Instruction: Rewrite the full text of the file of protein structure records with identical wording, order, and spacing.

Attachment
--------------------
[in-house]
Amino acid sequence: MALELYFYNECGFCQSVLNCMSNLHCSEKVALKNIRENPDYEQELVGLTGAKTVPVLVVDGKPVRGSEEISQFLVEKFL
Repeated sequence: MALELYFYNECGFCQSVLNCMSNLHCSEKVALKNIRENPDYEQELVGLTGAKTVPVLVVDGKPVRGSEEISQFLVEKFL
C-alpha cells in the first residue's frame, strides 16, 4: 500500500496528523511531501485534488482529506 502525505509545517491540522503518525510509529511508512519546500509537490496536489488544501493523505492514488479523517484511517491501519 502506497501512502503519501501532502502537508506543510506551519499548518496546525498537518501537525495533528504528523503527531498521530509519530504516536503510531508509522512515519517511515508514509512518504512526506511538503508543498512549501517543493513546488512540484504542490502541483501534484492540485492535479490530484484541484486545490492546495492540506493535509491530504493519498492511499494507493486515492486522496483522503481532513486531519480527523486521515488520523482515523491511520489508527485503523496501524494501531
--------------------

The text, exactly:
[in-house]
Amino acid sequence: MALELYFYNECGFCQSVLNCMSNLHCSEKVALKNIRENPDYEQELVGLTGAKTVPVLVVDGKPVRGSEEISQFLVEKFL
Repeated sequence: MALELYFYNECGFCQSVLNCMSNLHCSEKVALKNIRENPDYEQELVGLTGAKTVPVLVVDGKPVRGSEEISQFLVEKFL
C-alpha cells in the first residue's frame, strides 16, 4: 500500500496528523511531501485534488482529506 502525505509545517491540522503518525510509529511508512519546500509537490496536489488544501493523505492514488479523517484511517491501519 502506497501512502503519501501532502502537508506543510506551519499548518496546525498537518501537525495533528504528523503527531498521530509519530504516536503510531508509522512515519517511515508514509512518504512526506511538503508543498512549501517543493513546488512540484504542490502541483501534484492540485492535479490530484484541484486545490492546495492540506493535509491530504493519498492511499494507493486515492486522496483522503481532513486531519480527523486521515488520523482515523491511520489508527485503523496501524494501531